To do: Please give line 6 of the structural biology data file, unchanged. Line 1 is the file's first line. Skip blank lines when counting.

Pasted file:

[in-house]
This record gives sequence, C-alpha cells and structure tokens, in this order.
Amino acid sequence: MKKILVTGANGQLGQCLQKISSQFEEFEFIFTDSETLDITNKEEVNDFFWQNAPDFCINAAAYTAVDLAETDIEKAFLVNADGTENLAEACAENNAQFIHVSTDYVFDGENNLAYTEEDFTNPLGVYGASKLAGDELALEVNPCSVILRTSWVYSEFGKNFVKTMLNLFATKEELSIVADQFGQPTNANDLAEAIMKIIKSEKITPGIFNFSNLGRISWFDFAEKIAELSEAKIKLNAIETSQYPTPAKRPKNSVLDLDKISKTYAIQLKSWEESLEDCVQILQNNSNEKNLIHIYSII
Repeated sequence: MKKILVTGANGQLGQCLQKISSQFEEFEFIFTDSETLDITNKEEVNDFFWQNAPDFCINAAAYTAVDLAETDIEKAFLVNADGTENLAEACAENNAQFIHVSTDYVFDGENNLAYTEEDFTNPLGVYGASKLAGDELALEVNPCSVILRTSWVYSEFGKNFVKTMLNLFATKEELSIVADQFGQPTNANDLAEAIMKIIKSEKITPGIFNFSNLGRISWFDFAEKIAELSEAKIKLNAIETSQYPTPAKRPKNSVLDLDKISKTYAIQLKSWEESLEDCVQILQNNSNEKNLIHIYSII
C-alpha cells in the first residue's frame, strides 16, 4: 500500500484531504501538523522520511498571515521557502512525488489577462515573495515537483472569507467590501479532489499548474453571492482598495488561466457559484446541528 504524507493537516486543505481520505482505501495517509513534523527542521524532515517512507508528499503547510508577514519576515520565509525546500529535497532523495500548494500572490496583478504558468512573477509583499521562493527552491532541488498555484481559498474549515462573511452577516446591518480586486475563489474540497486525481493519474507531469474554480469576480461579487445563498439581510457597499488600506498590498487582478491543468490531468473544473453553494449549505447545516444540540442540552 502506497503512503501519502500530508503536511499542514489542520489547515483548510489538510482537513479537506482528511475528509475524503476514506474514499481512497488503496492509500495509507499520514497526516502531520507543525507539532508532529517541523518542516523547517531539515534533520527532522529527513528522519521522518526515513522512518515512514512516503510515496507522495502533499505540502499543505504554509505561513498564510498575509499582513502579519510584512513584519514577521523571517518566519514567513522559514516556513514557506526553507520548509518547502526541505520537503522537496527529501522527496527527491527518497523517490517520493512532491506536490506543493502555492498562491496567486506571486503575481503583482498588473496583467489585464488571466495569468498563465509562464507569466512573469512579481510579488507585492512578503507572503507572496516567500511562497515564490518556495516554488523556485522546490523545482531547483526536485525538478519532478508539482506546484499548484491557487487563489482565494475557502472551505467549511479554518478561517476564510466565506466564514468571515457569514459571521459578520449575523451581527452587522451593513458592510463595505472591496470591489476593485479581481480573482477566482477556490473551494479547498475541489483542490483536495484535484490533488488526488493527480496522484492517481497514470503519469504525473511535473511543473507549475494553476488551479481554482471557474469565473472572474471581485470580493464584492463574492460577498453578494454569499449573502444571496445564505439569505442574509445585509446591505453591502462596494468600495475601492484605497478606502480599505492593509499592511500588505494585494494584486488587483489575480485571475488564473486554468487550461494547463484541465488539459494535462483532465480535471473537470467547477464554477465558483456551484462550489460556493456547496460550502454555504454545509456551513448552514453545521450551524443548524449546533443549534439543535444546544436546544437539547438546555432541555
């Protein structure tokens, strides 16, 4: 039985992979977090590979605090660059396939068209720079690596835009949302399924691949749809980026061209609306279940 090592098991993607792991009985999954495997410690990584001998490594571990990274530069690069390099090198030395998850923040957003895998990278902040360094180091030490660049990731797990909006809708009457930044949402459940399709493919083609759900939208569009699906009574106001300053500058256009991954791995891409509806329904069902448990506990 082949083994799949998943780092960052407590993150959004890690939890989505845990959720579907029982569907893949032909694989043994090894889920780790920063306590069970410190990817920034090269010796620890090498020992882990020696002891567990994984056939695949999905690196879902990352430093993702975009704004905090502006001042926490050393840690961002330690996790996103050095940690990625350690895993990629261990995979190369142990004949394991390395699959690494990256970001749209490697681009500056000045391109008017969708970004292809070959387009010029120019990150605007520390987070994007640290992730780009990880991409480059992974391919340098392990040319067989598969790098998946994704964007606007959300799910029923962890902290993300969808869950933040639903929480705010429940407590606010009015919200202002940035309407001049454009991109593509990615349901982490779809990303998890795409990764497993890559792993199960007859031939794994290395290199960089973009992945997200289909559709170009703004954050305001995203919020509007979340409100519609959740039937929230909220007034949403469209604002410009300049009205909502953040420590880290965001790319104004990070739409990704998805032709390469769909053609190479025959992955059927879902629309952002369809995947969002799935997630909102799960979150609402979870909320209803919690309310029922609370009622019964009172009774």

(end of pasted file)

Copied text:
């Protein structure tokens, strides 16, 4: 039985992979977090590979605090660059396939068209720079690596835009949302399924691949749809980026061209609306279940 090592098991993607792991009985999954495997410690990584001998490594571990990274530069690069390099090198030395998850923040957003895998990278902040360094180091030490660049990731797990909006809708009457930044949402459940399709493919083609759900939208569009699906009574106001300053500058256009991954791995891409509806329904069902448990506990 082949083994799949998943780092960052407590993150959004890690939890989505845990959720579907029982569907893949032909694989043994090894889920780790920063306590069970410190990817920034090269010796620890090498020992882990020696002891567990994984056939695949999905690196879902990352430093993702975009704004905090502006001042926490050393840690961002330690996790996103050095940690990625350690895993990629261990995979190369142990004949394991390395699959690494990256970001749209490697681009500056000045391109008017969708970004292809070959387009010029120019990150605007520390987070994007640290992730780009990880991409480059992974391919340098392990040319067989598969790098998946994704964007606007959300799910029923962890902290993300969808869950933040639903929480705010429940407590606010009015919200202002940035309407001049454009991109593509990615349901982490779809990303998890795409990764497993890559792993199960007859031939794994290395290199960089973009992945997200289909559709170009703004954050305001995203919020509007979340409100519609959740039937929230909220007034949403469209604002410009300049009205909502953040420590880290965001790319104004990070739409990704998805032709390469769909053609190479025959992955059927879902629309952002369809995947969002799935997630909102799960979150609402979870909320209803919690309310029922609370009622019964009172009774």